I’m firmly of the opinion that horse race coverage is counter-productive. Nevertheless, in analyzing the Democratic pre-primary process, I find that I need to refer to horse race polling in order to discuss some of the problems unfolding. In a certain sense, I’m writing this as an advanced appendix for a forthcoming piece on media bias.
The first thing to keep in mind is that horse race polling is extremely volatile with this many candidates. The candidates with the third through sixth highest polling averages have all traded places. Only recently has Elizabeth Warren, buoyed by consistently positive coverage in blue media, crept into second place; in December 2018, she was polling behind Beto O’Rourke.
In spite of numerous stories describing Elizabeth Warren as the front-runner or co-front-runner, her overall polling numbers are no closer to Biden’s than Sander’s numbers were at the start of 2019. The scattered polls (mostly with small sample sizes) that show Warren tied with Biden or in the lead are not the bulk of the polling evidence, most of which continues to show Biden ahead.
Below the fold, the most significant polling movements are the ones that aren’t being covered much by traditionally Democrat-friendly media outlets. Andrew Yang has been consistently gaining ground in spite of a conspicuous lack of coverage.
Andrew Yang has been polling above Beto O’Rourke and Cory Booker recently. There’s also been a notable climb in Tulsi Gabbard’s numbers, in spite of (or perhaps because of) recent allegations that she is a Russian asset; her position in terms of polling is comparable to Cory Booker and Amy Klobuchar, and above Julian Castro’s position.
It’s worth noting that at the level of 1% and below, it’s very hard to be sure what a polling average looks like. Rounding effects in how pollsters report polls becomes a very significant factor, as well as effects related to open-ended questions versus lists. The “back field” of candidates whose polling averages have almost always stayed below 1% includes several potentially serious contenders who simply have not had a break-out moment.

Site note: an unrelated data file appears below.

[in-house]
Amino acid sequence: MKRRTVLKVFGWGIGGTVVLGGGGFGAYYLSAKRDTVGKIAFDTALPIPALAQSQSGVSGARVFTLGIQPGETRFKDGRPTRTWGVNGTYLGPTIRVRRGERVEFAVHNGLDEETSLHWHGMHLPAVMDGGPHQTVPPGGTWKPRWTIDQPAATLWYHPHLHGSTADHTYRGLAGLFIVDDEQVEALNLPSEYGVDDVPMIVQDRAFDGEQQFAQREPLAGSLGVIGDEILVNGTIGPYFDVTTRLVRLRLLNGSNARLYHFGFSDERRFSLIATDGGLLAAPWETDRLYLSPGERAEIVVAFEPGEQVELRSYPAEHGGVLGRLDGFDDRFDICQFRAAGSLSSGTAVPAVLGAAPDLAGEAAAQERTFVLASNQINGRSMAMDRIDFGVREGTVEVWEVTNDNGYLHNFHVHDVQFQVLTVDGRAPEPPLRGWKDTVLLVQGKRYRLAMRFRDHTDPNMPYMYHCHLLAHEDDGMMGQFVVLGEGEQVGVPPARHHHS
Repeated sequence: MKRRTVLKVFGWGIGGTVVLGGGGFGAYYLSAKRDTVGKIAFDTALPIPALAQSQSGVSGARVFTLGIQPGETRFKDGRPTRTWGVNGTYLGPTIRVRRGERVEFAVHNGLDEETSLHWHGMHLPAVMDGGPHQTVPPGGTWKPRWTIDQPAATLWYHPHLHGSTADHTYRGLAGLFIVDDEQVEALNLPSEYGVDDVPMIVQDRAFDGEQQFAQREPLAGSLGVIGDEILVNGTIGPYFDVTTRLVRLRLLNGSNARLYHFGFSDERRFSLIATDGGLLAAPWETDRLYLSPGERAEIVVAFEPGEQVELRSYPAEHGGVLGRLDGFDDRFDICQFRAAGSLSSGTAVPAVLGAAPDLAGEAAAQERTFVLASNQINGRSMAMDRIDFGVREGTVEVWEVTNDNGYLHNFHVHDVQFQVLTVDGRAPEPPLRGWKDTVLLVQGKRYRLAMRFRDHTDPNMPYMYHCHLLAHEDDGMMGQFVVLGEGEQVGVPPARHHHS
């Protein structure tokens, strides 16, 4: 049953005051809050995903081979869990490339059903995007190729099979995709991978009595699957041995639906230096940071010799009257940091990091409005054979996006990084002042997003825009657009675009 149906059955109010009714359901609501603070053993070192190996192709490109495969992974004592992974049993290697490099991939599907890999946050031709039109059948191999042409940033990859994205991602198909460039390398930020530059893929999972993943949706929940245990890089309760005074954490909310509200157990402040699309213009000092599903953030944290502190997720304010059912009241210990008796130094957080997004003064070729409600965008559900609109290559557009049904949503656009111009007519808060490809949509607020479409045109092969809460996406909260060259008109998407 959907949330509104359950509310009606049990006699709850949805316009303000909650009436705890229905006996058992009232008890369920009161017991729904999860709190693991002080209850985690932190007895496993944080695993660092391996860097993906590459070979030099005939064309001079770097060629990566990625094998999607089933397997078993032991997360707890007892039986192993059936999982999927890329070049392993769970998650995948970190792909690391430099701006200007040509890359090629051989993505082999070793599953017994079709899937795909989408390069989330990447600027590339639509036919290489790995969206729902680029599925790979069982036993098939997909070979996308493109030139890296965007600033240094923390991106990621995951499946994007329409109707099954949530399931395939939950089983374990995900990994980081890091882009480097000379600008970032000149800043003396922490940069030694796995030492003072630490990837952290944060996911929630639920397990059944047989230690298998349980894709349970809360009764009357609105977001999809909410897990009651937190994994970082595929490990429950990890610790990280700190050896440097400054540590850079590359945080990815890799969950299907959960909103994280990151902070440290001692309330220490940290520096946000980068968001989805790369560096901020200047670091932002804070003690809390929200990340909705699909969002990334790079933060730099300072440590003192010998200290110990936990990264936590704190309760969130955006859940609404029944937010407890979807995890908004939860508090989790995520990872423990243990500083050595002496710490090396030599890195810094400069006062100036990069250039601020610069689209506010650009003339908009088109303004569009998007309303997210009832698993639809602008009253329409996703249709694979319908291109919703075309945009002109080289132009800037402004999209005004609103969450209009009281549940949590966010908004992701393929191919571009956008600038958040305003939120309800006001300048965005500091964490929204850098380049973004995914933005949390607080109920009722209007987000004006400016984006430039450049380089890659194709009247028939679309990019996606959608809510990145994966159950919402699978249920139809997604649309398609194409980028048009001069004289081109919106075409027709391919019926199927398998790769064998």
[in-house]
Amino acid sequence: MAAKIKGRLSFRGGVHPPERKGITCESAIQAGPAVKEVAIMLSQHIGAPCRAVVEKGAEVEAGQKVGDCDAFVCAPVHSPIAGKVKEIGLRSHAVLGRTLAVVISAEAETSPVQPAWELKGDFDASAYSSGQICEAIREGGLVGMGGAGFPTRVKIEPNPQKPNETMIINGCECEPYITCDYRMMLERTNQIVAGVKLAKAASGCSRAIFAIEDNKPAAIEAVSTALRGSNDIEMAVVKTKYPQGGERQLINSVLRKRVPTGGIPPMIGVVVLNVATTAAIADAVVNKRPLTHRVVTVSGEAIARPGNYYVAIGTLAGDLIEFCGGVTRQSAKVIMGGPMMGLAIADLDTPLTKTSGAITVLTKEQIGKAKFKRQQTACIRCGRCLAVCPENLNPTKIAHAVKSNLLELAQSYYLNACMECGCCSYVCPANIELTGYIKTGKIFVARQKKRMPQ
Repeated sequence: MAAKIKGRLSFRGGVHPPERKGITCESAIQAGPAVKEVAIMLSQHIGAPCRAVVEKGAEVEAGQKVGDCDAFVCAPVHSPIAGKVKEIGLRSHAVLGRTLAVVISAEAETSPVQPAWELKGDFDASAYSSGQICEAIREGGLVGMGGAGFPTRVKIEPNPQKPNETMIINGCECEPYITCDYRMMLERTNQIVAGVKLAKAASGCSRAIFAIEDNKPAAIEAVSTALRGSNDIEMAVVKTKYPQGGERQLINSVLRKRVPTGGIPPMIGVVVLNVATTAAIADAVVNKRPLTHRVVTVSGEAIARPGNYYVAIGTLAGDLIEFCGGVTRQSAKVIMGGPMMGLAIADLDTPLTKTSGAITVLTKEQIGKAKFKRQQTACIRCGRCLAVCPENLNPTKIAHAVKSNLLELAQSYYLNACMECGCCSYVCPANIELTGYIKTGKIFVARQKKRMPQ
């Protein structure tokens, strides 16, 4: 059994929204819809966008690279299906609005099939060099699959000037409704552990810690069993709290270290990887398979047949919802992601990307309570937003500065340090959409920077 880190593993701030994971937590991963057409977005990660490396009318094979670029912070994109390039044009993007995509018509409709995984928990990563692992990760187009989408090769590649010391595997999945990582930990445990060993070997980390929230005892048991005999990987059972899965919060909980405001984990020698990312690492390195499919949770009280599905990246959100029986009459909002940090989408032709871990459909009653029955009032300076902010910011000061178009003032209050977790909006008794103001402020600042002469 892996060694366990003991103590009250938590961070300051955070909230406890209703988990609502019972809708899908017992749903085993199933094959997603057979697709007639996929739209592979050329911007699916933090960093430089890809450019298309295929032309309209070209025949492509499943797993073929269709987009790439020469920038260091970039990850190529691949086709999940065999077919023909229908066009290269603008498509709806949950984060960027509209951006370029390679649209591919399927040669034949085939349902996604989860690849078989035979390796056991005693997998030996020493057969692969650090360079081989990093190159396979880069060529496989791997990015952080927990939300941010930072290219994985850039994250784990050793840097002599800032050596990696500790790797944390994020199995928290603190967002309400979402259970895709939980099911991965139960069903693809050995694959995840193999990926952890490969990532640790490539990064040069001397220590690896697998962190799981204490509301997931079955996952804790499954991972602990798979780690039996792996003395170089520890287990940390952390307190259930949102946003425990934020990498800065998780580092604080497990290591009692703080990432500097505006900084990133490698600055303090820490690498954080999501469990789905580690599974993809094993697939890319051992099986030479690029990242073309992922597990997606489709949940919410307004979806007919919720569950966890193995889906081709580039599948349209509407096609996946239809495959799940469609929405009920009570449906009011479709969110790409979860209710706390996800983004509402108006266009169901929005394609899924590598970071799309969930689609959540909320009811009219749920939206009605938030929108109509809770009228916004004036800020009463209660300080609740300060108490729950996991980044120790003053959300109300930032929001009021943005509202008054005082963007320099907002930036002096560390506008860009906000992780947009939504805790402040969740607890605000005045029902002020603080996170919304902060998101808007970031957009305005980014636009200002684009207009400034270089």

While there is one widely circulated polling average (RCP), the methodology behind it is unclear to me and appears flawed. Many people are also talking about horse race polls in a selective fashion, and selective attention to horse race polls leads to errors that compound and worsen the problems related to horse race coverage.
So, I see a need to systematically aggregate the polls in order to discuss issues like media bias. In order to do so, I will be referring to FiveThirtyEight.com’s polling data, as the data collection and curation problem is too large for me to tackle on my own time, and I do think I can rely on their data to be accurate.
Bigger samples are better
The first and most important factor to understand about polling is that the margin of error is related strongly to the sample size — in particular, the inverse square root of sample size. A poll with 100 respondents will typically have three times as much error as a poll with 900 respondents.
Not all pollsters are equally reliable
The second important factor is that different pollsters have different methodology. Some pollsters are less reliable than others; FiveThirtyEight helpfully supplies a letter rating (C- through A+) for the polls that they track. The methods used by some pollsters are more favorable to some candidates than others, and this is more difficult to quantify. For example, in YouGov’s polling, Elizabeth Warren tends to do better.
I have not tried to build in a “house effect” for pollsters; I’ve simply weighted polls based on the square root of sample size and by the standard numeric equivalent of FiveThirtyEight’s letter grades (1.7 to 4.3).
Rolling window for time series
For the time series, I’ve used a two-week window (7 days before, the target date, and 6 days after), taken the share of the sample or samples taken by a pollster within that window, and then used the pooled / adjusted sample. Pooling by pollster helps limit the impact of house effects and pollsters’ publication schedules, as well as dealing with overlapping samples in the dataset (particularly for HarrisX).
I chose a two-week window after noticing that one day and one week windows both showed cyclic artifacts, likely due to regularly scheduled / conducted tracking polls with differing house effects.